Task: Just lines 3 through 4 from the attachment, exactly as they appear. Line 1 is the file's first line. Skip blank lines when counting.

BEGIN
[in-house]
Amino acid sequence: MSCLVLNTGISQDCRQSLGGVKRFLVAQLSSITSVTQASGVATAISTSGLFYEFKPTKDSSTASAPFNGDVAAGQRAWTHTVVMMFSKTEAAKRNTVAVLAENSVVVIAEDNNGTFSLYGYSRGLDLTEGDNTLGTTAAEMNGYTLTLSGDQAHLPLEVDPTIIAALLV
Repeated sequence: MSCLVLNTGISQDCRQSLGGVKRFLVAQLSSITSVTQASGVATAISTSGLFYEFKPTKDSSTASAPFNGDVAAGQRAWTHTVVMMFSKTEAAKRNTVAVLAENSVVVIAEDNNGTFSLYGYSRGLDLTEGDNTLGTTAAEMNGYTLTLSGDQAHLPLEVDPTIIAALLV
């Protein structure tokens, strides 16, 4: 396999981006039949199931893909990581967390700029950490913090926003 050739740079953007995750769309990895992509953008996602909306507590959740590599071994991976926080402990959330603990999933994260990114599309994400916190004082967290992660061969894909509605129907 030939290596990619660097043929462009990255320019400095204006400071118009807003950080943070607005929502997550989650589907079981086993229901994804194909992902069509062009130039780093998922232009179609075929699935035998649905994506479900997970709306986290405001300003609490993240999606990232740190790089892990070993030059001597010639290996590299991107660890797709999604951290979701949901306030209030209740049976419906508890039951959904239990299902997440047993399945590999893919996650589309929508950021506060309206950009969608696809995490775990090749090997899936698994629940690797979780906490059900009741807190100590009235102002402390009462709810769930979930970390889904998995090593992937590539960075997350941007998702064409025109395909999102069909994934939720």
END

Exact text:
Repeated sequence: MSCLVLNTGISQDCRQSLGGVKRFLVAQLSSITSVTQASGVATAISTSGLFYEFKPTKDSSTASAPFNGDVAAGQRAWTHTVVMMFSKTEAAKRNTVAVLAENSVVVIAEDNNGTFSLYGYSRGLDLTEGDNTLGTTAAEMNGYTLTLSGDQAHLPLEVDPTIIAALLV
């Protein structure tokens, strides 16, 4: 396999981006039949199931893909990581967390700029950490913090926003 050739740079953007995750769309990895992509953008996602909306507590959740590599071994991976926080402990959330603990999933994260990114599309994400916190004082967290992660061969894909509605129907 030939290596990619660097043929462009990255320019400095204006400071118009807003950080943070607005929502997550989650589907079981086993229901994804194909992902069509062009130039780093998922232009179609075929699935035998649905994506479900997970709306986290405001300003609490993240999606990232740190790089892990070993030059001597010639290996590299991107660890797709999604951290979701949901306030209030209740049976419906508890039951959904239990299902997440047993399945590999893919996650589309929508950021506060309206950009969608696809995490775990090749090997899936698994629940690797979780906490059900009741807190100590009235102002402390009462709810769930979930970390889904998995090593992937590539960075997350941007998702064409025109395909999102069909994934939720």